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Counselors Should Steer Couples Away From Blame Game






istock 000005752641mediumcrpIn marriage counseling, it’s common to find spouses playing the part of attorneys—stating their case why the other spouse is to blame for the problems at hand.

A husband blames his wife for his neglect because she’s not physically affectionate enough. A wife blames her husband for her critical nature because he’s not emotionally intimate enough. As a counselor, it’s easy to slip into the role of a judge trying to decide who “wins.”

The wiser approach is to hold spouses responsible for their own actions and words. The apostle Paul clearly describes this principle of personal responsibility in Galatians 6:7-8, saying that a man (or woman) “reaps what he sows.” Consider the following steps to counseling couples away from the name-and-blame game and toward a “harvest” of a better marriage.

1. Identify the destruction. Assess with couples the damage being done to their relationship. Look for such things as anger, resentment, fear, adultery, hateful words, relational distance, quarreling, financial devastation, selfishness, lack of physical intimacy, lack of love and lack of kindness. What is the husband or wife upset about? How does he or she identify the problem?

2. Identify the seeds sown. Next, guide them out of attorney mode by exposing the seeds they’ve each planted that may be reaping the destructive harvest. If the husband identifies lack of physical intimacy as a destructive harvest, what has he sown to contribute to that “crop”? (Hint: You’ll likely uncover such seeds as anger, hateful words or emotional distance.) If the wife cites lack of love as one of the devastating “crops,” you may find she has sown seeds of criticism, a disrespectful attitude or lack of physical intimacy. Help the couple understand that what each spouse sows (even in response to the other’s sin) will directly influence the harvest received.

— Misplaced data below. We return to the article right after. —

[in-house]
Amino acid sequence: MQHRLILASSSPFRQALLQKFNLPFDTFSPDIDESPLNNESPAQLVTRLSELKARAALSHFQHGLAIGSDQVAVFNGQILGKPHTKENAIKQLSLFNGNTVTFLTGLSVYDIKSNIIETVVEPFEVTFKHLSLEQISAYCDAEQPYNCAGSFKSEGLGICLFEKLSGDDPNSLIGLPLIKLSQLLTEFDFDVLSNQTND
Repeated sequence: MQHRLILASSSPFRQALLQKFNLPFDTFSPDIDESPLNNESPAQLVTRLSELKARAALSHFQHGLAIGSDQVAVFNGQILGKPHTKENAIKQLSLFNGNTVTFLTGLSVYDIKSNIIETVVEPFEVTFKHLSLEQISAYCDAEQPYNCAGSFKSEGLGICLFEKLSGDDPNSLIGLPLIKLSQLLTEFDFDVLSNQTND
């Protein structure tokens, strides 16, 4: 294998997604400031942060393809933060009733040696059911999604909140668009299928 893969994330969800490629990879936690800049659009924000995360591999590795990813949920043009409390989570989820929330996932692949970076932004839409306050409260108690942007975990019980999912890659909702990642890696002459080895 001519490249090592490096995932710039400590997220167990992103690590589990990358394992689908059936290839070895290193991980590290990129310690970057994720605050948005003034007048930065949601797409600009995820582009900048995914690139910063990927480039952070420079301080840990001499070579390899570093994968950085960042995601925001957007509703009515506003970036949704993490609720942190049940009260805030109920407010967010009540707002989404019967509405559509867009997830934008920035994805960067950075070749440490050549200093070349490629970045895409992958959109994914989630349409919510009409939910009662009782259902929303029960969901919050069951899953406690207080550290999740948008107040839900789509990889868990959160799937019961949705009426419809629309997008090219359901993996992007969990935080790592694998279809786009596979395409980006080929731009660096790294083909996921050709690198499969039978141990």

Remember, some counselees may resist your counsel to take responsibility. Spouses involved in relationships with chronic sin often develop a way of conceptualizing the issues that take time to unravel. Speak truthfully, but also exercise patience.

3. Consider the desired harvest. What would the couple like to see in their marriage: love, physical and emotional closeness, kind discussion, peace, joy, faithfulness? Help each individual make an extensive list of what he or she would like to see harvested in their relationship. What kind of crop seems more appealing? What harvest do they believe God would want their marriage to produce? Then refocus them on what they’ll need to do to see such a crop materialize.

4. Adopt new seeds to sow. Ask each individual what he or she will have to sow to harvest the desired crop. If they want love, they must sow love. If they long for physical and emotional closeness, they must seek to sow physical and emotional closeness—and so on. Even if the other person sows seeds of destruction, they must commit to sow seeds to please the Spirit, above all cost. This can bring a new harvest in the relationship. Help your counselees see that God not only will produce a new harvest in the marriage, but He also may first produce a new harvest in the heart of the one sowing, a harvest that reflects Jesus rather than self-centeredness.

5. Depend on the Holy Spirit for the harvest. God doesn’t relate to people as if they were machines; He relates to them as individuals. Couples must be encouraged to pray about the harvest God would have them grow and recognize that it will come in His appointed time. These steps take time, so ensure that couples don’t rush through the process.

Paul concluded his thoughts on the harvest with these wise words: “Let us not become weary in doing good, for at the proper time we will reap a harvest if we do not give up” (Gal. 6:9, NIV). The believer’s responsibility is to sow to the Spirit despite circumstances, and to trust in the Spirit for the timing and type of the harvest He will give.


Jeremy Lelek is the president of the Association of Biblical Counselors and founder of the Biblical Counseling Network. For more information, visit christiancounseling.com.

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